“She couldn’t take the pain anymore, so she called Salud,” Cortez Banuelos said. “We advised her to go to (Silverton Hospital) for emergency treatment, but she didn’t want to go because she owed too much money.”

At her appointment Tuesday, CAWEM-Plus covered the cost of medications for her infection, the cost of an appointment and allowed her to have her baby’s heartbeat checked.

“She feels very happy,” Cortez Banuelos said. “She has been waiting for this day for a long time. She was scared before because she felt she wouldn’t qualify. She has always had to pay out of pocket.”

Rodriguez’s case has been all too common.

Prior to the expansion of prenatal health benefits, undocumented immigrants only qualified for emergency care, which included labor and delivery. That coverage gap resulted in pregnant mothers paying for prenatal services out of pocket or showing up in the emergency room at delivery without having seen a medical professional, Keny-Guyer said.

“If a baby comes in premature, the costs could be as high as $500,000 to spend two weeks in a neo-natal intensive care unit,” she said. “That comes out of the budget. A (provider) could have a blown budget by one birth.”

Delivering prenatal services, including medical, dental, eye exams and some surgeries, costs an additional $3,760 per patient, according to the Oregon Health Authority. Before taking CAWEM-Plus statewide, the monthly caseload was 1,169 clients. That average monthly caseload is projected to roughly double to 2,209 clients under the expansion.

The increased caseload will be offset in cost savings by a 10 percent increase in compensation from the federal government for offering prenatal care as part of its CAWEM package.

The government, which funds 60 percent of the state’s CAWEM, or emergency care, ups its contributions to 70 percent if the state offers prenatal care.

As a result of the federal funding, expanding the $7 million CAWEM-Plus program statewide is projected to cost the state $1.8 million for one year, according to the Oregon Health Authority.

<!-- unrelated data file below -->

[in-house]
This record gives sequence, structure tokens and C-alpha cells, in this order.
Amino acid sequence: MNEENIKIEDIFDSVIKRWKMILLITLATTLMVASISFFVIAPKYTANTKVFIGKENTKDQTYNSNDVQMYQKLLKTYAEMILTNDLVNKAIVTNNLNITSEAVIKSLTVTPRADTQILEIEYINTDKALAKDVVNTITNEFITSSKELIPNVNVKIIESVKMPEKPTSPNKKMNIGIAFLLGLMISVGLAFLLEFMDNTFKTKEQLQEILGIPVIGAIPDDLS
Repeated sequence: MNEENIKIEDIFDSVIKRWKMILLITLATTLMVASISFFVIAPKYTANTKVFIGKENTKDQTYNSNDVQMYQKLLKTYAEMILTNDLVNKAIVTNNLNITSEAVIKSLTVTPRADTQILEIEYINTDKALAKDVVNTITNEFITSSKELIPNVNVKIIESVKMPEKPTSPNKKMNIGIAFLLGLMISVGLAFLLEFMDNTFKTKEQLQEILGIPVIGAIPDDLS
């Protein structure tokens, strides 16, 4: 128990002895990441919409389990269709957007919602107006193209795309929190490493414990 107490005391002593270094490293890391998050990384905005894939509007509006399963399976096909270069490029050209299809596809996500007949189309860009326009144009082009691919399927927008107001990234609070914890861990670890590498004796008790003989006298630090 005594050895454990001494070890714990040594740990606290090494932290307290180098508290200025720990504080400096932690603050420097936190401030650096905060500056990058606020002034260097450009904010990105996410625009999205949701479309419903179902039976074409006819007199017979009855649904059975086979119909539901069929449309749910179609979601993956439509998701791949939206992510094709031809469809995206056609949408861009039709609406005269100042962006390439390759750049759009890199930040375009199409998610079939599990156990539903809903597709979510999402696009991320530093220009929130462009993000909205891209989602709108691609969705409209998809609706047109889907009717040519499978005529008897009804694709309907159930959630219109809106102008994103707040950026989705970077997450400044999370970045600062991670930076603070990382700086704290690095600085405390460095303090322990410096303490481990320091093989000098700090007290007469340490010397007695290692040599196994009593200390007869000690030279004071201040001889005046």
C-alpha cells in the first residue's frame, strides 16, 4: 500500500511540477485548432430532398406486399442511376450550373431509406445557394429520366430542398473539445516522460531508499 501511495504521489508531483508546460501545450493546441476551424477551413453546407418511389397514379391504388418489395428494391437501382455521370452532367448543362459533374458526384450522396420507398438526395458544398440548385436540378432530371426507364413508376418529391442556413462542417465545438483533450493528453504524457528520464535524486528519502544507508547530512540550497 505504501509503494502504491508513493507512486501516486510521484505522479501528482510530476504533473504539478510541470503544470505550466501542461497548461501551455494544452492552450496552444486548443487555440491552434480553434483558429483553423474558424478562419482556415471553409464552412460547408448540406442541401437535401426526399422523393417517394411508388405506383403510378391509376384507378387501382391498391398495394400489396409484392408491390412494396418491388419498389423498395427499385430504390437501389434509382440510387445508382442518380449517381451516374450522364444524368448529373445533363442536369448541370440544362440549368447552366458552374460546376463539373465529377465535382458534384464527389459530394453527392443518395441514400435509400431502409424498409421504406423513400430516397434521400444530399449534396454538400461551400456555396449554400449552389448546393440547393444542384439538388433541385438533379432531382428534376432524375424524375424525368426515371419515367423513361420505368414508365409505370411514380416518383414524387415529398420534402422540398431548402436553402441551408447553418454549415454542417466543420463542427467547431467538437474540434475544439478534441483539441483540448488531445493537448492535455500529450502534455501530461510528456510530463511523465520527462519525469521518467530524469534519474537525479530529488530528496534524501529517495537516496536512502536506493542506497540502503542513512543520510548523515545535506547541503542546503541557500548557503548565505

The expanded coverage is likely to help at the state’s 31 community health centers and their partner sites. At these health centers, patients who often have no insurance are not denied care, but often receive fewer services because they would have to pay out-of-pocket.

“We have a lot of patients who decline services because of costs,” said Kevin Heidrick, regional medical director at Salud in Woodburn, Lancaster Family Health Center in Salem and Rosewood Family Health Center in Portland.

“Now that they’re not going to be intimidated by costs, that should translate into better outcomes,” Heidrick said.

At Salud and Lancaster clinics in Marion County, the expansion of CAWEM-Plus also could result in 10 to 15 scheduled prenatal visits over the course of the pregnancy, which will be reimbursed under the new program.

Roughly two-thirds of the estimated 528 annual pregnancies handled at the two clinics were uninsured, Heidrick said.

“Before, we would write these off or patients would have to pay out-of-pocket,” he said. “It’s going to have a huge impact for us.”

Of course, the biggest beneficiaries will be the children who are born healthy, said Alberto Moreno, director of the Oregon Latino Health Coalition, which had advocated for expansion of prenatal care for the better part of a decade.

Its expansion will strengthen the safety net, Moreno said.

“We hope the impact will be one where women and their children will have healthier birth outcomes,” Moreno said. “Keep in mind that when these children are born, they are going to be U.S. citizens. With effective prenatal care, they can have a healthy start in life.”